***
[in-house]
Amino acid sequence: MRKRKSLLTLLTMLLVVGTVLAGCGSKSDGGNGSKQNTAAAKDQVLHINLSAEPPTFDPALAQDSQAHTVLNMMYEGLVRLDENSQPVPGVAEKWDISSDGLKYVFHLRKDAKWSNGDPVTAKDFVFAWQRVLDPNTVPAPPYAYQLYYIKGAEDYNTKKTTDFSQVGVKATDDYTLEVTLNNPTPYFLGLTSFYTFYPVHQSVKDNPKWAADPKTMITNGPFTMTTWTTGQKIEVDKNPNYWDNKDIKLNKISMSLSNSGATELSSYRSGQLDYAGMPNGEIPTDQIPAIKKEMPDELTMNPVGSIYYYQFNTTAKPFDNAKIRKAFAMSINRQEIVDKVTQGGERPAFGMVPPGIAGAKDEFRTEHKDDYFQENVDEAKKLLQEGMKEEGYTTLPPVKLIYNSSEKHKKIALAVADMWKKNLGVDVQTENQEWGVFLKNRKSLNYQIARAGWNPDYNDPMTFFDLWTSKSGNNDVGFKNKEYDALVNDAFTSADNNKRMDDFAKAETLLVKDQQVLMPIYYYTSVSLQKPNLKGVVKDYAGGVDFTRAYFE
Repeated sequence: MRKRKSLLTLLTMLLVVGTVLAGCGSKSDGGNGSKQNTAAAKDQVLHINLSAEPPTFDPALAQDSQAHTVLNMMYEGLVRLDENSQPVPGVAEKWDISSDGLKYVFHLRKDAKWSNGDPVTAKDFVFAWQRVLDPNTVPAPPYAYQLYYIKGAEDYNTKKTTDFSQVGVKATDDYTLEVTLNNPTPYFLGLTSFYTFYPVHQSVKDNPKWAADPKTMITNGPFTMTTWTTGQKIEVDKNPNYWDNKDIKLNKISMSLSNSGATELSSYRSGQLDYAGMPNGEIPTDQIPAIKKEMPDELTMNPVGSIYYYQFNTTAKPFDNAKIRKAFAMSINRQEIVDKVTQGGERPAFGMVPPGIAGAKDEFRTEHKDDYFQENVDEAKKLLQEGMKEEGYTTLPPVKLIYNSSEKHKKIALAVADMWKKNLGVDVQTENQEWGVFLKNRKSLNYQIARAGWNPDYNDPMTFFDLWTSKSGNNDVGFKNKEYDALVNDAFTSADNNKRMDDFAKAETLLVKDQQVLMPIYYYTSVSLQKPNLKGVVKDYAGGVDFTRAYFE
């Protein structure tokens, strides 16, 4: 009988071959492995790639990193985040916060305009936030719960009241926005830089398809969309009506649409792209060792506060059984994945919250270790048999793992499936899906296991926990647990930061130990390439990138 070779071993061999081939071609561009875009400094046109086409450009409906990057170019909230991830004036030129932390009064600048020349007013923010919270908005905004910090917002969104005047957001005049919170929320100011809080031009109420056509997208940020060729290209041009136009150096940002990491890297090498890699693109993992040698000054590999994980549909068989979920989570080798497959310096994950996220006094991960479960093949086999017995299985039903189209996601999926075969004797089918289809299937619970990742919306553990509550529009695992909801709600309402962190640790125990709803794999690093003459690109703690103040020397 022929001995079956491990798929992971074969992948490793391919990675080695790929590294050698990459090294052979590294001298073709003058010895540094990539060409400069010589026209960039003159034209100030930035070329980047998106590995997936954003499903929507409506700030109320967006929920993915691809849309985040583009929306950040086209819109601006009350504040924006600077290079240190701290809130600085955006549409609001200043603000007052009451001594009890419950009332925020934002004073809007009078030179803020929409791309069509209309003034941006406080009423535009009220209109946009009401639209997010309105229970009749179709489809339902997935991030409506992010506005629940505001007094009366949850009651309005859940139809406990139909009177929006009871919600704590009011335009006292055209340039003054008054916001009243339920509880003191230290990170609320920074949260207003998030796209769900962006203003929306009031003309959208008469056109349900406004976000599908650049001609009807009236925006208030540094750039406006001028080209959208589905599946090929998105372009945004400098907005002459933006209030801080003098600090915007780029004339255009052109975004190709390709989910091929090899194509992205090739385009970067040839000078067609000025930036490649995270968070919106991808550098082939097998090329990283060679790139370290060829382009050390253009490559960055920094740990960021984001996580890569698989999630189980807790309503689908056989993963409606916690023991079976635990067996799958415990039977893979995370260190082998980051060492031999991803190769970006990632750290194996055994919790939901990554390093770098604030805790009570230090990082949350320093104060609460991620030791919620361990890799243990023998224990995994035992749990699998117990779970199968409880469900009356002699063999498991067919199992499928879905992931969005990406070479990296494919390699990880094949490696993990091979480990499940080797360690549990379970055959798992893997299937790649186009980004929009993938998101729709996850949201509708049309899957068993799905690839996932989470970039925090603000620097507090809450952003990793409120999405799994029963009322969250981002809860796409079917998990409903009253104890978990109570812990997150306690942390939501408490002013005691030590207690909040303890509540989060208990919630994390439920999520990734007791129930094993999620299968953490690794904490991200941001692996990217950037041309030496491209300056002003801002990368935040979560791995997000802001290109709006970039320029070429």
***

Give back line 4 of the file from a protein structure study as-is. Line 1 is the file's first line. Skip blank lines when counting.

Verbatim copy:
């Protein structure tokens, strides 16, 4: 009988071959492995790639990193985040916060305009936030719960009241926005830089398809969309009506649409792209060792506060059984994945919250270790048999793992499936899906296991926990647990930061130990390439990138 070779071993061999081939071609561009875009400094046109086409450009409906990057170019909230991830004036030129932390009064600048020349007013923010919270908005905004910090917002969104005047957001005049919170929320100011809080031009109420056509997208940020060729290209041009136009150096940002990491890297090498890699693109993992040698000054590999994980549909068989979920989570080798497959310096994950996220006094991960479960093949086999017995299985039903189209996601999926075969004797089918289809299937619970990742919306553990509550529009695992909801709600309402962190640790125990709803794999690093003459690109703690103040020397 022929001995079956491990798929992971074969992948490793391919990675080695790929590294050698990459090294052979590294001298073709003058010895540094990539060409400069010589026209960039003159034209100030930035070329980047998106590995997936954003499903929507409506700030109320967006929920993915691809849309985040583009929306950040086209819109601006009350504040924006600077290079240190701290809130600085955006549409609001200043603000007052009451001594009890419950009332925020934002004073809007009078030179803020929409791309069509209309003034941006406080009423535009009220209109946009009401639209997010309105229970009749179709489809339902997935991030409506992010506005629940505001007094009366949850009651309005859940139809406990139909009177929006009871919600704590009011335009006292055209340039003054008054916001009243339920509880003191230290990170609320920074949260207003998030796209769900962006203003929306009031003309959208008469056109349900406004976000599908650049001609009807009236925006208030540094750039406006001028080209959208589905599946090929998105372009945004400098907005002459933006209030801080003098600090915007780029004339255009052109975004190709390709989910091929090899194509992205090739385009970067040839000078067609000025930036490649995270968070919106991808550098082939097998090329990283060679790139370290060829382009050390253009490559960055920094740990960021984001996580890569698989999630189980807790309503689908056989993963409606916690023991079976635990067996799958415990039977893979995370260190082998980051060492031999991803190769970006990632750290194996055994919790939901990554390093770098604030805790009570230090990082949350320093104060609460991620030791919620361990890799243990023998224990995994035992749990699998117990779970199968409880469900009356002699063999498991067919199992499928879905992931969005990406070479990296494919390699990880094949490696993990091979480990499940080797360690549990379970055959798992893997299937790649186009980004929009993938998101729709996850949201509708049309899957068993799905690839996932989470970039925090603000620097507090809450952003990793409120999405799994029963009322969250981002809860796409079917998990409903009253104890978990109570812990997150306690942390939501408490002013005691030590207690909040303890509540989060208990919630994390439920999520990734007791129930094993999620299968953490690794904490991200941001692996990217950037041309030496491209300056002003801002990368935040979560791995997000802001290109709006970039320029070429």